Good Fathers: Needed Now More Than Ever

Last year,  I posted this picture of me and my father-in-law on facebook  with the following caption below it:

Great relaxing night of fishing (Daddy Brown Style!) and fun with my father and sister-in-laws on Keystone Lake New Manford. In the hustle and bustle of life, must take time, make time, and spend time with family, nature, and self. Now who wants some fish!

Responding to the post, my first cousin responded as followers: “D… That’s Junior Solomon [my biological]? If so he looks so different than I remember… Maybe if he didn’t have that hat on… Wow!“  Unfortunately my cousin’s question shows the relationship status between my father and I as virtually non-existent.

No.  This is not my biological father in the picture.  But even before becoming my father-in-law eight years ago, he has been there for me much more than my biological father.  We fish together, and talk about life issues; and he teaches me “man stuff” (like the various usages of household tools) that you just don’t get when you grow up without a man in the house.

I thank God for placing “fathers” (like my father-in-law; my maternal grandfather, William “Daddy” Brown; fraternity brother/mentor, Bobby Woodard; Professor, Khepra NuRa Khem; cousins, Stan Ransom and Clyde Polk; and 9th grade English teacher, Carl Williams, just to name a few in my life). My “fathers” presence has helped fill the continued void and pain that I, like so many others, endure due to an absent father. My “fathers” have provided me with advice, love, encouragement, discipline, money, and, most importantly, clear examples of how a real man conducts himself.  I could not be where I am without those strong “fathers”!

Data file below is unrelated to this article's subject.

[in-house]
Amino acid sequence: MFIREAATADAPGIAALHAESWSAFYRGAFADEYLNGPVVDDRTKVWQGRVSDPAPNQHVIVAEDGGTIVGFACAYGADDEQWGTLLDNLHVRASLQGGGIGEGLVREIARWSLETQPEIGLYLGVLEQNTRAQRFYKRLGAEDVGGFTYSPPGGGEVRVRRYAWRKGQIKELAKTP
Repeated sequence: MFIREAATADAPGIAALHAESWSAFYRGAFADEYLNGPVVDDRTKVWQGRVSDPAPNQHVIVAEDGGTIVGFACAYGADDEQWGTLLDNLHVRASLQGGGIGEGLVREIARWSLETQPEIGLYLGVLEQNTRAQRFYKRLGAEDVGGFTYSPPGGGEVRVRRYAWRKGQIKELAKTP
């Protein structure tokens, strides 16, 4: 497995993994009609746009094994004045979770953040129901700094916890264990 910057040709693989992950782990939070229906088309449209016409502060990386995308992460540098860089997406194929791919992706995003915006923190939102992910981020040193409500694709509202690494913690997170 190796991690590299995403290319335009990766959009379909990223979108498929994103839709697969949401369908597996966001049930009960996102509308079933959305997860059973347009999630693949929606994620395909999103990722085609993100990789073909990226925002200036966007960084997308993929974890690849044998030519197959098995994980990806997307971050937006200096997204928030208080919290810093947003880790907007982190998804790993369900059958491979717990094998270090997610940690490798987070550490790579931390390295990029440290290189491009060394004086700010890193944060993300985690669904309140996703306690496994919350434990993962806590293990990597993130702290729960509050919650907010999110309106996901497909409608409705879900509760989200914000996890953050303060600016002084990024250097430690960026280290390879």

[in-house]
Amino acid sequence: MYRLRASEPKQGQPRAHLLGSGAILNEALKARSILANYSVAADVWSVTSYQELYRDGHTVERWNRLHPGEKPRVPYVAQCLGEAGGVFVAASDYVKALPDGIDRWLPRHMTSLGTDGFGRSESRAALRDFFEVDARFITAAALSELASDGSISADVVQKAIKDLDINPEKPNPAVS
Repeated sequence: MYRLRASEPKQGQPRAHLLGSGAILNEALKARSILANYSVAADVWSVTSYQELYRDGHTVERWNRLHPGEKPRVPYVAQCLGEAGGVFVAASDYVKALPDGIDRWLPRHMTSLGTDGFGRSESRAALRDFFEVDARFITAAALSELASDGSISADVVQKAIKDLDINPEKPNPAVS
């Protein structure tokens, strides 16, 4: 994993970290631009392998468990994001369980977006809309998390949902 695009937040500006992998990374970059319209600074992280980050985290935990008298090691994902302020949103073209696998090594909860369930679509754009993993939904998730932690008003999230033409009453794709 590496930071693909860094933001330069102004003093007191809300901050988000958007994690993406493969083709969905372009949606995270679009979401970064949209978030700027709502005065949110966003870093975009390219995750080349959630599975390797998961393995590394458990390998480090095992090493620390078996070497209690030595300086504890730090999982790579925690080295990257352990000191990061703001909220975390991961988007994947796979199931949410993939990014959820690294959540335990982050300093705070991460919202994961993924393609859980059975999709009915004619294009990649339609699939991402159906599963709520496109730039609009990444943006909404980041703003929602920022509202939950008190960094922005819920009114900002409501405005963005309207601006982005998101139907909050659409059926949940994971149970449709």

In fact, I think that having a “father’s” guidance may be the single most important factor in whether a male successfully transitions from boyhood to manhood.  You know, it is so amazing that, even as a grown man, having the love and assurance of a “father” feels so good and empowering!

In closing, if you had a “father” step up when your biological father didn’t, leave a comment about how that experience has impacted your life.  Then make the commitment to pass your blessing forward by becoming a “father” to a young man in need!

Damario Solomon-Simmons, M.E.d., J.D., is the managing partner of SolomonSimmonSharrock & Associates law firm and an adjunct professor of African & African-American Studies at the University of Oklahoma. His life’s mission is to inform, inspire, and empower and can be contacted at dsolo@solomonsimmons.com or @solospeakstruth.

 

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